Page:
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Sunday, 26 June 2011

Neither admit nor deny wrongdoing - when nobody is responsible, anything is acceptable


One of the stellar successes of the internet has been the Massively Multiplayer Online Role-playing Games (MMORPG). Improved internet line speeds, enhanced graphics, thick clients, multiprocessors, and games like “World of Warcraft” have contributed to multiverses of fantasy and mayhem that suck millions of people and billions of productive hours out of the real world. The great attraction of these virtual worlds is that you can take on a new incarnation. You can be what you’re not, dare what you don’t, and smoke in public places. In these worlds you are Super Sized in every way – weapons, skills, appendages - and create the sort of mayhem you only see in the movies. Perhaps the greatest attraction of these virtual worlds is that you take no responsibility for what you do. You can be reckless, you can be stupid, you can be really really bad (the sort of thing even your own mum wouldn’t forgive), and there is no comeback. Burn a village or two; kick a goblin when he is down; type really rude words that you saw someone else type. You are immortal – get “killed”, and you are back in action within seconds. And when you’ve had enough for the day, you just brush your teeth (unless you’re really pumped up with adrenalised recklessness), rub on your creams, and snuggle up in bed to dream about tomorrow’s mayhem.

A world where you can get away with what you like, destroy, lie, cheat, steal, and have to take no responsibility. Who would have thought it could be possible!

“Bank of America Corp., the No. 3 U.S. bank, was fined a record $10 million by the Securities and Exchange Commission because it lied to the regulator during a probe into trading by the bank and a former employee…….[Bank of America] neither admitted nor denied wrongdoing, and neither the bank nor the SEC named the employee whose records were at issue.

Morgan Stanley agreed to pay $102 million to end an investigation in Massachusetts into unfair lending practices….Under the terms of the settlement, Morgan Stanley admitted to no wrongdoing.”


Goldman Sachs to Pay Record $550 Million to Settle SEC Charges Related to Subprime Mortgage CDOGoldman agreed to settle the SEC's charges without admitting or denying the allegations.”




Britain has always relied on the US to impose penalties on companies. FSA fines over the last 10 years have been such a piddling amount that placed on a graph next to bonuses paid to bankers you can hardly see them. (Use the zoom on your browser – at least in 2009 and 2010 they are just about visible). As a cost and deterrent to banks these amounts are less than irrelevant.

The USA is much more into headline grabbing fines, running into hundreds of millions and even billions of dollars. Forbes Magazine’s report in 2004 lists billions of dollars in penalties on Wall Street firms over successive years, with most of the culprits allowed to leave the court without any admission of wrongdoing. The same firms subsequently led the world into the dodgy deals and misselling that landed us in the financial crises of today.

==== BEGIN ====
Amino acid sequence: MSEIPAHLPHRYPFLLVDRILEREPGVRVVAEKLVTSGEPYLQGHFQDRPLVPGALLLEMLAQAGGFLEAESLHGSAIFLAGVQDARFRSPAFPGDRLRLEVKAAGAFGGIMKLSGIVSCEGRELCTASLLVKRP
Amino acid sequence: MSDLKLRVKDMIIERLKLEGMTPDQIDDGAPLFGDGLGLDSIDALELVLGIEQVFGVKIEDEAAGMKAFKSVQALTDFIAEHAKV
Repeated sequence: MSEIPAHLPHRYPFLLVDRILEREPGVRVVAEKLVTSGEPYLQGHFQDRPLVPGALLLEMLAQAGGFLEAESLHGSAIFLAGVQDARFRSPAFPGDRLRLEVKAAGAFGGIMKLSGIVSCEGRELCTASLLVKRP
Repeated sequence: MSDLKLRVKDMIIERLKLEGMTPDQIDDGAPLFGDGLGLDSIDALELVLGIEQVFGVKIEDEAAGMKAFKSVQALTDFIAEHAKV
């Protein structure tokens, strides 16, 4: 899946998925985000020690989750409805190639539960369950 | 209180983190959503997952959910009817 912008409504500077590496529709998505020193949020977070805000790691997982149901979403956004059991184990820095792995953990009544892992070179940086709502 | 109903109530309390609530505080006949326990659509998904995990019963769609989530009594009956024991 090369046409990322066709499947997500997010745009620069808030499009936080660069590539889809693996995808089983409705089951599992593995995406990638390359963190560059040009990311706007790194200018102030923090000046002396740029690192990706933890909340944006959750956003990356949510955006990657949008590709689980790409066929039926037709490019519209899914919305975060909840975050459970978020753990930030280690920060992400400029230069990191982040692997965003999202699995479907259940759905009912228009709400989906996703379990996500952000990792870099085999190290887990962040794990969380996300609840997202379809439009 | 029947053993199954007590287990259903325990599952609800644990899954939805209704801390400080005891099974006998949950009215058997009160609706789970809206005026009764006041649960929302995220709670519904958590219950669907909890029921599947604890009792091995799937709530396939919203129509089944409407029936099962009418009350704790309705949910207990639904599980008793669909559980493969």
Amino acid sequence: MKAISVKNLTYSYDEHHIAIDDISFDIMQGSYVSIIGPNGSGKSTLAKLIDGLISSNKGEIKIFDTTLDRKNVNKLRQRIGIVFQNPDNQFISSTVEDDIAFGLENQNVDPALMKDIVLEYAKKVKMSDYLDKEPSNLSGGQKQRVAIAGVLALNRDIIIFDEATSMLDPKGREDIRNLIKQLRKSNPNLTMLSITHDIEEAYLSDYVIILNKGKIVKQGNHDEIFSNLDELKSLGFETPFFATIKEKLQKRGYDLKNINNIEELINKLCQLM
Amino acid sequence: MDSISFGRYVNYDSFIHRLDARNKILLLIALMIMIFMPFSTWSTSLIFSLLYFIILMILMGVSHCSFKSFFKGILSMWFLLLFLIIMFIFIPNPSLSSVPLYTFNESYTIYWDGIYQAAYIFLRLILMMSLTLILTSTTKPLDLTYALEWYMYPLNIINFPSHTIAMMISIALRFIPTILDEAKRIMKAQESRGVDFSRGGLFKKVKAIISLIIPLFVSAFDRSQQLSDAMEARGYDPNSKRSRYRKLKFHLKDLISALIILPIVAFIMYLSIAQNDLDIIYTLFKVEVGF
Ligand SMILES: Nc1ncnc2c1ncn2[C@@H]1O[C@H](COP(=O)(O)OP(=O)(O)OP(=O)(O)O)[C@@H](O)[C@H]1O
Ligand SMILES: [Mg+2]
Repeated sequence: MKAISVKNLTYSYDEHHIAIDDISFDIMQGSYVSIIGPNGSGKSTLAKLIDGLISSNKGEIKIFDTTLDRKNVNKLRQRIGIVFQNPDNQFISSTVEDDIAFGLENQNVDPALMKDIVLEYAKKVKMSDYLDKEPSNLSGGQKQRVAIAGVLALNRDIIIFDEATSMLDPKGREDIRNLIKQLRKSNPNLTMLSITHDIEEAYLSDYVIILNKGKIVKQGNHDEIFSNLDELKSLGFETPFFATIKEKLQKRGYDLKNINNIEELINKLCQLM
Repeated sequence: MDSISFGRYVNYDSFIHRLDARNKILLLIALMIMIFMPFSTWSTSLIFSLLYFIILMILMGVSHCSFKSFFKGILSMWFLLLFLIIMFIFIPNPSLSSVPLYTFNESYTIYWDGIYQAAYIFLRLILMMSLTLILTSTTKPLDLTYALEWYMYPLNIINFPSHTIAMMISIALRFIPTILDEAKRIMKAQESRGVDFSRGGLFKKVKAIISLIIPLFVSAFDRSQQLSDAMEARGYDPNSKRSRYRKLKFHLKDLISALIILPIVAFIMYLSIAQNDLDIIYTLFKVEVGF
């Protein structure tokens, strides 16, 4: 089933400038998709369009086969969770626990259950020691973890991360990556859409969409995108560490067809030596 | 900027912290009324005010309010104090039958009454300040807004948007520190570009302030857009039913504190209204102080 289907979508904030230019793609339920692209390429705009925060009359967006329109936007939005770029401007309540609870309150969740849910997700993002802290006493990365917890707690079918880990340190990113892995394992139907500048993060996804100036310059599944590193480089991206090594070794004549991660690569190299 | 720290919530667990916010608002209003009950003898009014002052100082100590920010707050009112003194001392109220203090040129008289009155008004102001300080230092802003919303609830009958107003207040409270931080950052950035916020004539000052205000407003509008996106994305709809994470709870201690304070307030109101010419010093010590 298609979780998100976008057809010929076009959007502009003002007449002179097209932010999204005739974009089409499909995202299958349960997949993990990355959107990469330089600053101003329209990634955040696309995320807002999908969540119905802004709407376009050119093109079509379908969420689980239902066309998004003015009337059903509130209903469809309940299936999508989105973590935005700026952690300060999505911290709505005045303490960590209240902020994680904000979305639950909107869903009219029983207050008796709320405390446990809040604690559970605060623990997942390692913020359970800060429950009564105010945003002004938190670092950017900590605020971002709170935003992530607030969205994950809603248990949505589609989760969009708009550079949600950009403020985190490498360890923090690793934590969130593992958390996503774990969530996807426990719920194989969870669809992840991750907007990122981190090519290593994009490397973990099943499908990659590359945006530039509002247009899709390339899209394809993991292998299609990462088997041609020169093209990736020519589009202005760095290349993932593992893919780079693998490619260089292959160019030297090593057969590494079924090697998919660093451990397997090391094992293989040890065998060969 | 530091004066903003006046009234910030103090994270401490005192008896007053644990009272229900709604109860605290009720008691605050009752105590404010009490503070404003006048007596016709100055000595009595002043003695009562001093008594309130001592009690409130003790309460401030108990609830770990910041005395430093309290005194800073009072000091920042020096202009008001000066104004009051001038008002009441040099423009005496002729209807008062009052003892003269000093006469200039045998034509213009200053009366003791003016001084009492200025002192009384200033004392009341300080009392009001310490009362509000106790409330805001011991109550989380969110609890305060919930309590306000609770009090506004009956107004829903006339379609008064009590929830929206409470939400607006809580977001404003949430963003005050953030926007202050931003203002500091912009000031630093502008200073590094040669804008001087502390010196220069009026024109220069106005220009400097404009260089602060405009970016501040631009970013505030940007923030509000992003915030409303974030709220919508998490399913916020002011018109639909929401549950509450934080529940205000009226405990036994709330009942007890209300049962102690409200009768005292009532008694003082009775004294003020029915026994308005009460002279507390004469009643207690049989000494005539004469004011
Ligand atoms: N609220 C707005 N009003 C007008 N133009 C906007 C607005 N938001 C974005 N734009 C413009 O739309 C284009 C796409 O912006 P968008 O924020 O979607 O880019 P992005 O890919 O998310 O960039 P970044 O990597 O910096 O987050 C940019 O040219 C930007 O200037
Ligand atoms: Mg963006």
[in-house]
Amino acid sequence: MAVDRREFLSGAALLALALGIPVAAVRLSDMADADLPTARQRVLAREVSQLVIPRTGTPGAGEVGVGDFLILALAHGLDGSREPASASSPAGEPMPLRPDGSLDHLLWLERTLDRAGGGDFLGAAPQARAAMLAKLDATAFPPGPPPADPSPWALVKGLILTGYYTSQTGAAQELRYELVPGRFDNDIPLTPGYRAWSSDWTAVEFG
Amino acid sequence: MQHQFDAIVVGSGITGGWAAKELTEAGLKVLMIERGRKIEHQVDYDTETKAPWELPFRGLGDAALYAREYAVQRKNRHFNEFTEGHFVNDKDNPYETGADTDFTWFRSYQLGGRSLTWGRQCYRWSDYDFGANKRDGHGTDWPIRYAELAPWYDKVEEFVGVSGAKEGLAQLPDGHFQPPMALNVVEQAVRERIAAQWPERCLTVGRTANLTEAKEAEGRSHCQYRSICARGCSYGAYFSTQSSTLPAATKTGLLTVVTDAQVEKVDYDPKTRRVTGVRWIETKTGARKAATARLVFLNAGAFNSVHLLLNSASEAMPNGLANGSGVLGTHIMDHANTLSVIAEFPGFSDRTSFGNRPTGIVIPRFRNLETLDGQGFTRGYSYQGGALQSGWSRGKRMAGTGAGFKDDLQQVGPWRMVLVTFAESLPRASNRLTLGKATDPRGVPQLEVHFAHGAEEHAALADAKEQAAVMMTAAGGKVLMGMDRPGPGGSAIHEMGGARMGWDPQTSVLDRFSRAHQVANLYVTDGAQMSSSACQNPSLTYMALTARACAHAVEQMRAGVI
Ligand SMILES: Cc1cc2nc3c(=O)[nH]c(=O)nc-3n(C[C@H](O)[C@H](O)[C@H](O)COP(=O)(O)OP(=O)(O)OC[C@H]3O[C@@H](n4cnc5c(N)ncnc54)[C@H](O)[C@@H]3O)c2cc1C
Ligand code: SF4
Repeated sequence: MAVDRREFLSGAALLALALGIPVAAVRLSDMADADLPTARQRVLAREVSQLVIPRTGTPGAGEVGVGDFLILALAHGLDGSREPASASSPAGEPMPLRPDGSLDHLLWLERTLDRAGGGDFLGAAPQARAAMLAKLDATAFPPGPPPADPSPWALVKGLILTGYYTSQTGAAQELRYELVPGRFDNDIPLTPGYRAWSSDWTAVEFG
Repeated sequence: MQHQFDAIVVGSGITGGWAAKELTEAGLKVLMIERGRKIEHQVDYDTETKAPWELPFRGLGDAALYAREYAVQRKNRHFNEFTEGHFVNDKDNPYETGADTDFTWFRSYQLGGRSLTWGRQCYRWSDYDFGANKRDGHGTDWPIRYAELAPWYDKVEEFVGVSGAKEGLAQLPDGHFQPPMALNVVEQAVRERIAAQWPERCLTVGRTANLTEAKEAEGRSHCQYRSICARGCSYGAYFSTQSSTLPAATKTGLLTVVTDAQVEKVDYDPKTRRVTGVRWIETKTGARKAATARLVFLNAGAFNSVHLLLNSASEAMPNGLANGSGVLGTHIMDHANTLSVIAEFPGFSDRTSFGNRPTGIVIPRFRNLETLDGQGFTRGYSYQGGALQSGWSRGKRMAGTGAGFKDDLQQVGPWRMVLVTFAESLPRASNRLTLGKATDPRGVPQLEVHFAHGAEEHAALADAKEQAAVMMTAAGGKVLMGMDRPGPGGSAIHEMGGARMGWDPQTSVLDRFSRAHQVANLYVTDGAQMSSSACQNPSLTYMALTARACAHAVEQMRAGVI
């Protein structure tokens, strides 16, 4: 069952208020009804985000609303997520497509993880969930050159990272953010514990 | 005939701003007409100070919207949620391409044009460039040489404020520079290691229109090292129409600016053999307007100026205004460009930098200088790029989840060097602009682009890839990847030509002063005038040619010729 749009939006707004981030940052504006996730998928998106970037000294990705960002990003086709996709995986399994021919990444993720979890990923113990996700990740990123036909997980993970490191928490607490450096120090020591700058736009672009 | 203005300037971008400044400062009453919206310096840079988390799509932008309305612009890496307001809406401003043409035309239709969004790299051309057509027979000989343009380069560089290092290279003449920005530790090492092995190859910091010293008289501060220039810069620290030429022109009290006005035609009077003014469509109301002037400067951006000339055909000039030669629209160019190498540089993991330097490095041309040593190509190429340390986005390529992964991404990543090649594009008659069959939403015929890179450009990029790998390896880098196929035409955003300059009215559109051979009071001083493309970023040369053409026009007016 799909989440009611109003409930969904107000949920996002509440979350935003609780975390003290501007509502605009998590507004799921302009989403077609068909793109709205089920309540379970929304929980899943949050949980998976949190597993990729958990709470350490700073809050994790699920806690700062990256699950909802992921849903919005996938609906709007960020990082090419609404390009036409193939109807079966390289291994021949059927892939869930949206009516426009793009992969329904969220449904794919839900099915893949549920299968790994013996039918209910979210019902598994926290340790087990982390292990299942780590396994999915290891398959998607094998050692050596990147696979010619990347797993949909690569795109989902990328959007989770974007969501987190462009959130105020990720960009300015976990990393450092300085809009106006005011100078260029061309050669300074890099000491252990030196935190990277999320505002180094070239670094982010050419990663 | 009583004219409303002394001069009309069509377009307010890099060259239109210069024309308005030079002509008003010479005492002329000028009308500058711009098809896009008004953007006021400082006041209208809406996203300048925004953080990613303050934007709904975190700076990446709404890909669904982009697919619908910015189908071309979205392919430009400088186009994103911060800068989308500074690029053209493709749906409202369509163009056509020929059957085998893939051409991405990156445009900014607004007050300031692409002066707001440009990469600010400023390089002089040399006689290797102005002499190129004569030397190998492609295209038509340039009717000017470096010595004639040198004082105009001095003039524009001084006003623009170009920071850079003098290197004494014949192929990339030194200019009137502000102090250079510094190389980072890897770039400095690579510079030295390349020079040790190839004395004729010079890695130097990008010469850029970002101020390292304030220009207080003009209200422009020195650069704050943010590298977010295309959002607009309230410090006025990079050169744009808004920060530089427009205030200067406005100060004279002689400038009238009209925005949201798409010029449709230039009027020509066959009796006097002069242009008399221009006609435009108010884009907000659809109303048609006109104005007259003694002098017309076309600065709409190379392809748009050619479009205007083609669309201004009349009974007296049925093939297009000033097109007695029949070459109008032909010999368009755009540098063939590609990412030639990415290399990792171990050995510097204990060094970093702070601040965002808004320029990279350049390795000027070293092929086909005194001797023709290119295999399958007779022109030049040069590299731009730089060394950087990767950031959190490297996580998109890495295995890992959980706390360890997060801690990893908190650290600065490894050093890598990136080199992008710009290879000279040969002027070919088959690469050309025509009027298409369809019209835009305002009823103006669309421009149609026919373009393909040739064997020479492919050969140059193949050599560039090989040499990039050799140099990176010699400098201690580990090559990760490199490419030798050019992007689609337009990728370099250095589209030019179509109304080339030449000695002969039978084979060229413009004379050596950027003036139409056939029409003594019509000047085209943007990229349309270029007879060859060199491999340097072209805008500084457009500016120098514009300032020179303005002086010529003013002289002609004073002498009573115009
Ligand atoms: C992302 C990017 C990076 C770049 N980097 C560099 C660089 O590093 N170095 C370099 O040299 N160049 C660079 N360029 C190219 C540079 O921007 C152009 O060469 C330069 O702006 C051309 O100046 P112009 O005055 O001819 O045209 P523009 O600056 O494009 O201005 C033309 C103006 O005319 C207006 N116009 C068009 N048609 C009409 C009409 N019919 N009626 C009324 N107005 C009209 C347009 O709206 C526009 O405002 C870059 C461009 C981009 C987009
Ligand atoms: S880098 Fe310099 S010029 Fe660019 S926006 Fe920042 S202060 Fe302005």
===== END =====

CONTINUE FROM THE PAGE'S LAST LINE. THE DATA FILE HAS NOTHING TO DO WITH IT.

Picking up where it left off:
Taking money from a Wall Street firm is like taking a cup of water from a river. The river has plenty of water, and flows on regardless. The big names dip into their pockets several times a year to pay fines for their misbehaviour, regarding it as just another overhead like their electricity bill. They see regulatory fines as no more reason to stop thieving than the electricity bill is a reason to switch off the lights.

Nobody would know this better than an accountant, as was stated by a senior KPMG executive in evidence to the US Senate:


Commenting on a deal done by the SEC with Barclays involving a US$298 million fine with no admission of wrongdoing, US District Judge Emmet Sullivan said:


Punishment is only effective if it deprives the offender of something to the point of discomfort. Depriving Wall Street and the City of London financial firms of money is no deterrent. The overly endowed Masters of the Universe have only one thing of the same quantity as everyone else. Time. The only thing that can be taken from them that they would miss is their time – spent in jail.


Humanity has tended to follow its worst tendencies, and use the justification that “everyone else is doing it” to make it acceptable. The way we explain away the monstrous things that were done by our ancestors is that they were par for the course in those days. By the codes and morals of the time, such things were “not wrong”, therefore we should not condemn those people. Until 1865, “Liberty or Death!” Americans singing about the “land of the free” thought it reasonable to kidnap, buy and sell fellow humans. Slavery was abolished in the USA in 1865, but it took another hundred years until 1965 for the “Jim Crow equal but separate” laws to be struck down. Laws by which racism such as segregation in public places could be made a legal requirement in the USA.

History will say that the codes and morals of our times meant it was quite acceptable to rip off ordinary people. After all, acceptable behaviour is acceptable because it is accepted, not because it is right. Allowing the big financial companies to get away without accepting guilt shows a doorway to many other industries. Engineers know they are smarter and more deserving of reward than bankers, and saw that bankers got away scot-free with their rip-offs. Betting that the profits they could make by some well targeted mischief would richly outweigh the penalties  – confident that they would never have to admit wrongdoing and serve jailtime – corporate executives from all industries ripped-off, paid-up, and ripped again.

We see it again and again. Software, pharmaceuticals, aerospace. Suppressed competition; overcharging; cartels; bribery. Retribution is limited to cash fines, paid by the company from profits ripped out of us.

In the words of the US Judge, complaining to a government prosecuting lawyer who was complicit in keeping named individuals out of a case: “You agree there must have been some human being who violated U.S. laws?”